Homophones Hurt Your Writing: Ware, Wear, Weir and Where
Welcome to this edition of Words For Thought. Like many of the previous blogs we are looking at homophones. Words that sound the same but have different spellings and meanings.
As the Hyper-Speller at Word Refiner, I understand how important it is to have an error free manuscript. With over 40 years of experience, I have found that homophones give almost every writer fits and difficulties. Because we sound words out in our mind, it is easy to write the wrong word. The correctly spelled word in the wrong context will not be flagged by most spell-checkers. The Hyper-Speller at Word Refiner is dedicated to uprooting all of these hidden errors and providing your document free of spelling errors that you want and deserve. I find these invisible spelling errors in 95% of published books.
Now onto today’s episode, number seven in an ongoing series!
Three of these four words are in pretty common usage for people. One is used in the names of stores or places. The fourth word is quite limited in use, it has a very specific meaning. They have a common ancestry from Old English and Germanic roots. These words have been with us for a long time. I do not see that changing anytime in the near future.
Ware is a word that may not seem familiar at first glance. But it is widely used in different forms, it has three main definitions; so let’s look closer. Pottery ware can be bought at many places, it can be used to contain food or other items. There is also crystal ware, dinnerware, and others. This refers to things of a specific type or use. Items offered for sale are stored in a warehouse. These are noun forms.
We are often admonished to be on guard, be aware, or most commonly beware. It means we are to take care and observe what is happening, be careful. Especially when using free Wi-Fi, beware of doing any banking.
Ware has an archaic form also. The archaic form has the idea of being cognizant of your surroundings and events.
Wear is such a common word, we do not even give it a second thought, but it also has multiple definitions and used as noun and verb, depending on the context. Primarily a verb, having to do with clothing, personal decorations and styles. What are you going to wear to the party? We wear clothing, hats and tattoos. We wear or adopt certain hairstyles. He always wears a scowl, nobody ever sees him smile.
The secondary verb form refers to damage or destruction cause by rubbing or erosion of some type. Because the parking brake was left on while driving, there was considerable wear on the brake shoes. It can also be used in a positive sense. The front door mat is wearing well because everyone uses the back door.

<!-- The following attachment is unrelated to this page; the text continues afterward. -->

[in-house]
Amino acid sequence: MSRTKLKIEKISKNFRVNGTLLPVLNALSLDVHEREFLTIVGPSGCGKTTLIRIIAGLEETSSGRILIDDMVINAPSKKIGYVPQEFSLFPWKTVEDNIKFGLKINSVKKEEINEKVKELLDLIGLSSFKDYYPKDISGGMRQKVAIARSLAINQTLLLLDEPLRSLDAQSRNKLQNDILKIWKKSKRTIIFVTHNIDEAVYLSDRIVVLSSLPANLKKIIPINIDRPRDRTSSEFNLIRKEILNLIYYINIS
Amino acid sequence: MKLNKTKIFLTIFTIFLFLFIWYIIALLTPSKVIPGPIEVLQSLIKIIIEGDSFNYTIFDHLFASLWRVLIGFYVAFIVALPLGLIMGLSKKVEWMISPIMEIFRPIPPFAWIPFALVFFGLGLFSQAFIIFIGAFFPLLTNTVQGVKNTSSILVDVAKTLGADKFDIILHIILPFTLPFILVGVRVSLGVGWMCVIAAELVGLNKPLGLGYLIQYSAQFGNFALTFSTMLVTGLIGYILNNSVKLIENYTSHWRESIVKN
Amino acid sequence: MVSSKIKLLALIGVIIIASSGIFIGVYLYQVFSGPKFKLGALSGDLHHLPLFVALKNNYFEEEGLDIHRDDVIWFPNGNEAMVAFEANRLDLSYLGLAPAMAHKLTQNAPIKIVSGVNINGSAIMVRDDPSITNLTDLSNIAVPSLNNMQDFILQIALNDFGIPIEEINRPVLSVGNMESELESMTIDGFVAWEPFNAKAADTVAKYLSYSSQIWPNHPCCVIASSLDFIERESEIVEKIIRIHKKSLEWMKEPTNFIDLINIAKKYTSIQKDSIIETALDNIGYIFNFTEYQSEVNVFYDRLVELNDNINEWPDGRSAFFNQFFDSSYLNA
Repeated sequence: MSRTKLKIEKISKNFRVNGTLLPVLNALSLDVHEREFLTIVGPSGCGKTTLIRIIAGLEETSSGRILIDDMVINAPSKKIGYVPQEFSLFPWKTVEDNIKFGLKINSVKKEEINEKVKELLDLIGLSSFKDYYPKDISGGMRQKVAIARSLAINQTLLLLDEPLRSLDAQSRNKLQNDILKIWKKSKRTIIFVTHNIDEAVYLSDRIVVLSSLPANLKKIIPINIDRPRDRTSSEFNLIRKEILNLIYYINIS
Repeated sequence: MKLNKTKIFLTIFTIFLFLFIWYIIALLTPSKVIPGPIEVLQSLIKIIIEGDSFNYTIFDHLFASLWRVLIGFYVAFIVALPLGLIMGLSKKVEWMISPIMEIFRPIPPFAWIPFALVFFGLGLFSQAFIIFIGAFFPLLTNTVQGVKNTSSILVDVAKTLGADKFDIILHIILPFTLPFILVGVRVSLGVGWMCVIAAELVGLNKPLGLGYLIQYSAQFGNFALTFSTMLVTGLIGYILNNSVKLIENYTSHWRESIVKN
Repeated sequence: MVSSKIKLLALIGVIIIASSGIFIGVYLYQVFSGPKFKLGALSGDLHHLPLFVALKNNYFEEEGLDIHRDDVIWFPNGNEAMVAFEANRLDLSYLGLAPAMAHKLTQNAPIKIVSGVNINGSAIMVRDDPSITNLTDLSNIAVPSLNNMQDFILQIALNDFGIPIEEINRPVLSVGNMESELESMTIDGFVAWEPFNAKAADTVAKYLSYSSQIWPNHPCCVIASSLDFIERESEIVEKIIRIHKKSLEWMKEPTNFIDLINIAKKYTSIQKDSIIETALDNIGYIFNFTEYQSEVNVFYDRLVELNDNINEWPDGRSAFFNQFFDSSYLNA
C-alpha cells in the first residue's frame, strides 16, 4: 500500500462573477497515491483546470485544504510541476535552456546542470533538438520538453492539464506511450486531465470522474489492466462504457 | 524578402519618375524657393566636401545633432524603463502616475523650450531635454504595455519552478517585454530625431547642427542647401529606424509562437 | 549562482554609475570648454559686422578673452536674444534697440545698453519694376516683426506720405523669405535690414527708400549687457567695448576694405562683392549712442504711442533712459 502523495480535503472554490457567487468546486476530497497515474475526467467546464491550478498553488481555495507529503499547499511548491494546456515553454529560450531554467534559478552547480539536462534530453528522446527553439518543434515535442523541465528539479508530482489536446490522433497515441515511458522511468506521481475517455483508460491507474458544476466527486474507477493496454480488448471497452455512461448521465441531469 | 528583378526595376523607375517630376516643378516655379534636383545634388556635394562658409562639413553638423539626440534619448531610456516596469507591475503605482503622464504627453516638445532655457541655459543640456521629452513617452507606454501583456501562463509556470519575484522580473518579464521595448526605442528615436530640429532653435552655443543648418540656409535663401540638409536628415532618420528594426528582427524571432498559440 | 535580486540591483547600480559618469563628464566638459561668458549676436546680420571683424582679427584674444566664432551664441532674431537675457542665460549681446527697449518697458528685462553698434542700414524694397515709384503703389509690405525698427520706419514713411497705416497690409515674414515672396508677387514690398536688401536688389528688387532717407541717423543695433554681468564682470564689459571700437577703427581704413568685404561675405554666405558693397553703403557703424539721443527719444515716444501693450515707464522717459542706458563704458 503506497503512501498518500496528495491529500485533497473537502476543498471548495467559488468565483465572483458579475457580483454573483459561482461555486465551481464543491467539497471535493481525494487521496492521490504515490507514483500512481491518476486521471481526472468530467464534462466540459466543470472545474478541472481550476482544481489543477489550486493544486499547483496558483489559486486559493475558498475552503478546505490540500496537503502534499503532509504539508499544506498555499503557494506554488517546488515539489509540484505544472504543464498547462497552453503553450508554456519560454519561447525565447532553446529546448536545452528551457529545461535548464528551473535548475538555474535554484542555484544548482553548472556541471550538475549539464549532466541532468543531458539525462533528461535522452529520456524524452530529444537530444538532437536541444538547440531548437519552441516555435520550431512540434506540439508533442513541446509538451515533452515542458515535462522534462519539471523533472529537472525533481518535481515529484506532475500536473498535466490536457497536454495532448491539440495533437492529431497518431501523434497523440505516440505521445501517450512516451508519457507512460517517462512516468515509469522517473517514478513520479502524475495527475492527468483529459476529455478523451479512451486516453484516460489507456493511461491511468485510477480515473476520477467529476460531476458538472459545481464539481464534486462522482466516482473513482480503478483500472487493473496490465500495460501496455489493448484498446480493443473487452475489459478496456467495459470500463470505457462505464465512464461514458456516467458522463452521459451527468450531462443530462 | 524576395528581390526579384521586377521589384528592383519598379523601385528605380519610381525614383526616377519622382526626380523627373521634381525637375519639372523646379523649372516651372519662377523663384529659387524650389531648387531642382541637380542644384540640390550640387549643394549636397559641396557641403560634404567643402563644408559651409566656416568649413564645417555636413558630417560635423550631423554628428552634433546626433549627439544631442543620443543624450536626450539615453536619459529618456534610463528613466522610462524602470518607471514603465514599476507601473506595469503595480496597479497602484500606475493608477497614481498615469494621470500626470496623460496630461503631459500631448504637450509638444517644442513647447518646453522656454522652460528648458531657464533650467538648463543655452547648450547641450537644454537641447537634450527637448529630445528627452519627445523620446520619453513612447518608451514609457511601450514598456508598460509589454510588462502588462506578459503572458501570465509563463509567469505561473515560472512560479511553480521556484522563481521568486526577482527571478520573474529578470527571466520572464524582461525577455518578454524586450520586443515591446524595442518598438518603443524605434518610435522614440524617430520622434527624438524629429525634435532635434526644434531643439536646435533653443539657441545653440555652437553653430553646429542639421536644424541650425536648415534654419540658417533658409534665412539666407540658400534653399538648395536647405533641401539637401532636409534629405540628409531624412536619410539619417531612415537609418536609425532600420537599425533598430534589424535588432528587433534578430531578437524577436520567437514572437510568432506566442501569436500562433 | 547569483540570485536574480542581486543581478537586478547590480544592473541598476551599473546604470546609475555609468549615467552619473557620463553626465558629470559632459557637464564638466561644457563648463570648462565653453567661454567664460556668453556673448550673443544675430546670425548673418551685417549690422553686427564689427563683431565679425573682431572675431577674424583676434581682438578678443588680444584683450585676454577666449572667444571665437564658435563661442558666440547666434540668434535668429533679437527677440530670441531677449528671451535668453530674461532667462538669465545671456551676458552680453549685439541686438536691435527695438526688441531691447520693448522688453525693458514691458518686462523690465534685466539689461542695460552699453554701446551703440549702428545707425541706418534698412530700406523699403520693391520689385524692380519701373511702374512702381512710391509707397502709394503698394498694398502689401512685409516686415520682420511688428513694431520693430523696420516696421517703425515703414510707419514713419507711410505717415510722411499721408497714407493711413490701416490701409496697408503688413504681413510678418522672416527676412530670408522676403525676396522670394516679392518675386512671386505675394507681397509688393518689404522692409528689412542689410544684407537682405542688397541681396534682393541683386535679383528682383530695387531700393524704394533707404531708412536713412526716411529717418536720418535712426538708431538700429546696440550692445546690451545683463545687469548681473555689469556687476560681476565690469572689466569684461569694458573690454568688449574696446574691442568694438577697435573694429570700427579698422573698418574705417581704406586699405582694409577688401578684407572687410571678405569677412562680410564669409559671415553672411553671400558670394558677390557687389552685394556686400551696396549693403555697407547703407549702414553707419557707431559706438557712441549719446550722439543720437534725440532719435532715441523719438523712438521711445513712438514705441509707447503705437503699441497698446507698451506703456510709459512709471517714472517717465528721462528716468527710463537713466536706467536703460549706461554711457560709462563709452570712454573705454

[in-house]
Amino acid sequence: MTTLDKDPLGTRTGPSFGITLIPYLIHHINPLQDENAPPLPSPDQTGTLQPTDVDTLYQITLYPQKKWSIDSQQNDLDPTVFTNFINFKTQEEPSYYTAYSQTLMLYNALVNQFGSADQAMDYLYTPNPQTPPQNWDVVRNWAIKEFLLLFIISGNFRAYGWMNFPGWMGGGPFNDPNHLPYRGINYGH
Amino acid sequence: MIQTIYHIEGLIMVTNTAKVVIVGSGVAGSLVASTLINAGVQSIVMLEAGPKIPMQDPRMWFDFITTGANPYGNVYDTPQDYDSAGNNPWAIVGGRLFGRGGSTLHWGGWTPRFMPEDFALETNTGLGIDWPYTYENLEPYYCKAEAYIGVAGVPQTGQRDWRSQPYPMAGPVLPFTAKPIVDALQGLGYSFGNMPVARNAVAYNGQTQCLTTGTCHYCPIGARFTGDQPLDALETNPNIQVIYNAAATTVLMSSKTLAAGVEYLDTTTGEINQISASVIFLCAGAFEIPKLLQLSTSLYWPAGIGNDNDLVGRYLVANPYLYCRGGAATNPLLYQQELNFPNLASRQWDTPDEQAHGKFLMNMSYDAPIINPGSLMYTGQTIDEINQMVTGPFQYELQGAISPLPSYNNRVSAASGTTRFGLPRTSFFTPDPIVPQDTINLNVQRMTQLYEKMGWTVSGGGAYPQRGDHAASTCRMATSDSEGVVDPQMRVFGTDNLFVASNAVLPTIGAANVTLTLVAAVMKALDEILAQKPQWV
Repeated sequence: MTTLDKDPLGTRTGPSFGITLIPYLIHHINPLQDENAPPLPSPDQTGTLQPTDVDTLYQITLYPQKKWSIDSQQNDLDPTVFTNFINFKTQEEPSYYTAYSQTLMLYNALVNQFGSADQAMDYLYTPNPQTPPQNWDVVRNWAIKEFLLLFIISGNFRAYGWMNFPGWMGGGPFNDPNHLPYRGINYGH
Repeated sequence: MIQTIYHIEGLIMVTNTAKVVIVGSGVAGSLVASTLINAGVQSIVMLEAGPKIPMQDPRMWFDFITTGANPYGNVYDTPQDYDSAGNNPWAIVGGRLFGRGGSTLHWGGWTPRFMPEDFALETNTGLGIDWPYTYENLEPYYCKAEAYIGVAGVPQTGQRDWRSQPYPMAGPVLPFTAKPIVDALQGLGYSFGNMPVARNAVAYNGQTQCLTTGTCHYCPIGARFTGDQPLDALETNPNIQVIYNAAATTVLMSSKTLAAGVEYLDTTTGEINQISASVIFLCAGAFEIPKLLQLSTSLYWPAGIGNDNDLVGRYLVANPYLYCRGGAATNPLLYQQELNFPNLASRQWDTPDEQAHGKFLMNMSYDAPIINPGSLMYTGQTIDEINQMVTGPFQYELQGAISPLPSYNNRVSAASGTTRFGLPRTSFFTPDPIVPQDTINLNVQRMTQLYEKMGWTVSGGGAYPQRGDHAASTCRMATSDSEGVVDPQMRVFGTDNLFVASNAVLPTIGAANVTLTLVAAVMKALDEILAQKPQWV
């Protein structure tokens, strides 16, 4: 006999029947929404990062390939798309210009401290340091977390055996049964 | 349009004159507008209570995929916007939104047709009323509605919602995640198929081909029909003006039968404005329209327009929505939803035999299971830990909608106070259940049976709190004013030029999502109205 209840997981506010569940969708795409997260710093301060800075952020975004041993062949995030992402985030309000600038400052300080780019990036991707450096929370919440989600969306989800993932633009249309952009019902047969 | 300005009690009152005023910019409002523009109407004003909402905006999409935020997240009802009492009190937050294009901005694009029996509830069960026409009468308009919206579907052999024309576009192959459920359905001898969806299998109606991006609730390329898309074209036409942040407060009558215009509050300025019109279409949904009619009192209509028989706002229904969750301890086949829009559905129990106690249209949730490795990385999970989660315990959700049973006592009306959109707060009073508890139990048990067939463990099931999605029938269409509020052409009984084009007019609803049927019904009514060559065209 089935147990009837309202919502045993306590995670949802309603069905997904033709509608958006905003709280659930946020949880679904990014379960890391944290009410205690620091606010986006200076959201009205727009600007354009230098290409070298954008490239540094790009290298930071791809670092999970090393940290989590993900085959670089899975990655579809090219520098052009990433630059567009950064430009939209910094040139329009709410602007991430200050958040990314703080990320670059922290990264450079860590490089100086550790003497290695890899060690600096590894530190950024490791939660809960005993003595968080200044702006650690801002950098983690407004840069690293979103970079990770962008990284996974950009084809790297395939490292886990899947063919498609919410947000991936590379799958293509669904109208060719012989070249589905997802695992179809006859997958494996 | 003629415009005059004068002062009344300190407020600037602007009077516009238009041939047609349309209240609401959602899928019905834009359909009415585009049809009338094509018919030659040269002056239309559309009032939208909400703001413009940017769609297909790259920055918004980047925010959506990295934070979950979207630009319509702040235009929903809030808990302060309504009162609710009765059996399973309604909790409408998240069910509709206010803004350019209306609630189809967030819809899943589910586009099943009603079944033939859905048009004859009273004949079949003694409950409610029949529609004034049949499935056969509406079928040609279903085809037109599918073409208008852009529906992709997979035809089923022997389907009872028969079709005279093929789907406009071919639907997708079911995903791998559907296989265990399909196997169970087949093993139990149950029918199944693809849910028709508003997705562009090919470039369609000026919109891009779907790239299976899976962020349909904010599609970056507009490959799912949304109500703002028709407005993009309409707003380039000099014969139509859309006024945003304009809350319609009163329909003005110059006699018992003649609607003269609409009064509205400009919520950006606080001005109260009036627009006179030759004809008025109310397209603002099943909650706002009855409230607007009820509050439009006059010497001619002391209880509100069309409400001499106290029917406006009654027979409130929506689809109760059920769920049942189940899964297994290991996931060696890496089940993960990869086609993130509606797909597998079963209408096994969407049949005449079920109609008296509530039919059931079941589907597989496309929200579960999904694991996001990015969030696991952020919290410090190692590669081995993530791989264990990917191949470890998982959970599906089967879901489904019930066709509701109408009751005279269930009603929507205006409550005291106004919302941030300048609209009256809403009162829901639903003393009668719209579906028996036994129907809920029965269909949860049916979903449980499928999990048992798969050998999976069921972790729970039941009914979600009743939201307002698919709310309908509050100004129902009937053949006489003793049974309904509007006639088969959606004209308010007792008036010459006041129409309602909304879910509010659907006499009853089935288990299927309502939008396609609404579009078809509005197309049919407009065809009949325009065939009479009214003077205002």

Functioning as a noun, the things we have or will have on. Business Casual wear is necessary for this lecture and lunch. I think that black suit will be great evening wear for the party.
Weir is the most unusual of these homonyms. It has a very limited and specific use. Dam or fence. It is a noun and refers to a low dam to control flowing water, or it is a style of fish trap in the water; it looks like a fence.
Where is an adverb. It refers to a position, perspective or point of view. It can be part of a question or a declaration, it is widely used and has been for a long time. Where would we be without adverbs? Where did he get that car? Where do you plan on getting the financing? This is where I live. Sit where I can see you both. Having met his family, I can see where he got his smarts.
There they are, four words with identical sounds, unrelated history and definitions. If you choose the wrong word the reader will feel like they hit a spot of turbulence while flying in your book. Do all in your power to preserve the flow of imagination you worked so hard to construct. Do not give your readers a reason to close your book. Use Word Refiner, beta readers, critique partners, proofreaders and editors to be certain your work is error free and as smooth as possible.
Thanks for stopping by, I hope you enjoyed this issue of Homophones Hurt Your Writing. Follow me on twitter: @wordrefiner, for more alerts about hazardous homophones search for #HomophonesHurtYourWriting on twitter. Don’t forget the free offer for writers under the “Learn More” tab on my website. I offer another service at a great value, see the “Review Your Book” tab.
Remember: Words Have Meaning and Spelling Makes a Difference.